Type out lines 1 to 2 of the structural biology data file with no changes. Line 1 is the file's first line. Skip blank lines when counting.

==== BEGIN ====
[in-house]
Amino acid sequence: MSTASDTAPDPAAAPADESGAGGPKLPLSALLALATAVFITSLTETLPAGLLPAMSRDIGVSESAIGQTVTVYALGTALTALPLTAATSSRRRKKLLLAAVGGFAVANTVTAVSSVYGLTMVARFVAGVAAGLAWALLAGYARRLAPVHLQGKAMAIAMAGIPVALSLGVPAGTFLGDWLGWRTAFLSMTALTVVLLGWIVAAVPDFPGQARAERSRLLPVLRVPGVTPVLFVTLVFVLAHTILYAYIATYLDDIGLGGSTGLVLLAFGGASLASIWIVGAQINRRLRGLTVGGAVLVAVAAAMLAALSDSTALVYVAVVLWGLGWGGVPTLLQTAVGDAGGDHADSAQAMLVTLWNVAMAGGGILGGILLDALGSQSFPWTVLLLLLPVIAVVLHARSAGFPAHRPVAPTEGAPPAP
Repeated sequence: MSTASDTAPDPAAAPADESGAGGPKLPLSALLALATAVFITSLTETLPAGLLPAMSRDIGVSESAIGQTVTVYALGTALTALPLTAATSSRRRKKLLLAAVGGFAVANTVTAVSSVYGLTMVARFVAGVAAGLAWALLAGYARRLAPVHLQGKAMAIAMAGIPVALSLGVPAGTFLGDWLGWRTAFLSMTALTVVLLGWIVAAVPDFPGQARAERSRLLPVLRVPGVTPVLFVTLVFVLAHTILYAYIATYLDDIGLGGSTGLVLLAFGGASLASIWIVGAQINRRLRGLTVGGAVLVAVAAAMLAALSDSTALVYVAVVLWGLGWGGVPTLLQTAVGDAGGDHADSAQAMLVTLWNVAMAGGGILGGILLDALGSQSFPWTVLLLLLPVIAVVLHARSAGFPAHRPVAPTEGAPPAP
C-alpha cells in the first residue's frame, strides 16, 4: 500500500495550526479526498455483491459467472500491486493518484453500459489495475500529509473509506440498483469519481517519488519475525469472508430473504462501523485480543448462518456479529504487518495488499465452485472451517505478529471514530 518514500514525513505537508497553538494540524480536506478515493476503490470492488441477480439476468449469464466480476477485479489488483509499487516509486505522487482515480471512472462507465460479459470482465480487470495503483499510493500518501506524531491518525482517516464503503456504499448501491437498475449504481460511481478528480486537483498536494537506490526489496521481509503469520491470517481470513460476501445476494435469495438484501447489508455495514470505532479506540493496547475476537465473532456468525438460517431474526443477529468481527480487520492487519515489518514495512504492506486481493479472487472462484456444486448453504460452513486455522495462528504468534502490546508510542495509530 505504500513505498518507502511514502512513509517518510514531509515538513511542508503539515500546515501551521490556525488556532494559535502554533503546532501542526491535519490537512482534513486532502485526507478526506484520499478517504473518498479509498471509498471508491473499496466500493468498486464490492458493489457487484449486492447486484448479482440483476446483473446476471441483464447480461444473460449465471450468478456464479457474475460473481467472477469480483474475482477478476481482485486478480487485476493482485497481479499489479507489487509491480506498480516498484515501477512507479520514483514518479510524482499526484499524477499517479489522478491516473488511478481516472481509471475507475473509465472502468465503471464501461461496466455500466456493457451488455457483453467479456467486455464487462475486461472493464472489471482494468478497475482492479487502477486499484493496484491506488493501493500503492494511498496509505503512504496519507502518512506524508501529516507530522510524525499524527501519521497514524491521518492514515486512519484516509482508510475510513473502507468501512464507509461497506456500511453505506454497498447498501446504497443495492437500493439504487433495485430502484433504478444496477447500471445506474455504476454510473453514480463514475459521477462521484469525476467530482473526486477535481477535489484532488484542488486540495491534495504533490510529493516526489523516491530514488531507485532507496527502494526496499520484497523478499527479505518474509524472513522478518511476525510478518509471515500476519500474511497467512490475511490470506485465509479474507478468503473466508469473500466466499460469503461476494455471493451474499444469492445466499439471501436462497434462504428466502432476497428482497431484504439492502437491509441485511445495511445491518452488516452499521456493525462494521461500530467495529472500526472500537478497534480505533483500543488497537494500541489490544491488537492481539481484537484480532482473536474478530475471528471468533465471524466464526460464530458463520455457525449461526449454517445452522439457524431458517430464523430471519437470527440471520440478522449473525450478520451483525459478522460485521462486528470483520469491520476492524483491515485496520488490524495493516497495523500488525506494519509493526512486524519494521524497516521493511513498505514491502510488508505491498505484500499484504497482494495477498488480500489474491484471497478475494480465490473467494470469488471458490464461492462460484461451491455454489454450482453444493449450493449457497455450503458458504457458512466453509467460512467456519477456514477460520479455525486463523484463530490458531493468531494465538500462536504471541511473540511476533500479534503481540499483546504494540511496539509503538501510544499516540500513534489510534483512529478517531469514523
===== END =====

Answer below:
[in-house]
Amino acid sequence: MSTASDTAPDPAAAPADESGAGGPKLPLSALLALATAVFITSLTETLPAGLLPAMSRDIGVSESAIGQTVTVYALGTALTALPLTAATSSRRRKKLLLAAVGGFAVANTVTAVSSVYGLTMVARFVAGVAAGLAWALLAGYARRLAPVHLQGKAMAIAMAGIPVALSLGVPAGTFLGDWLGWRTAFLSMTALTVVLLGWIVAAVPDFPGQARAERSRLLPVLRVPGVTPVLFVTLVFVLAHTILYAYIATYLDDIGLGGSTGLVLLAFGGASLASIWIVGAQINRRLRGLTVGGAVLVAVAAAMLAALSDSTALVYVAVVLWGLGWGGVPTLLQTAVGDAGGDHADSAQAMLVTLWNVAMAGGGILGGILLDALGSQSFPWTVLLLLLPVIAVVLHARSAGFPAHRPVAPTEGAPPAP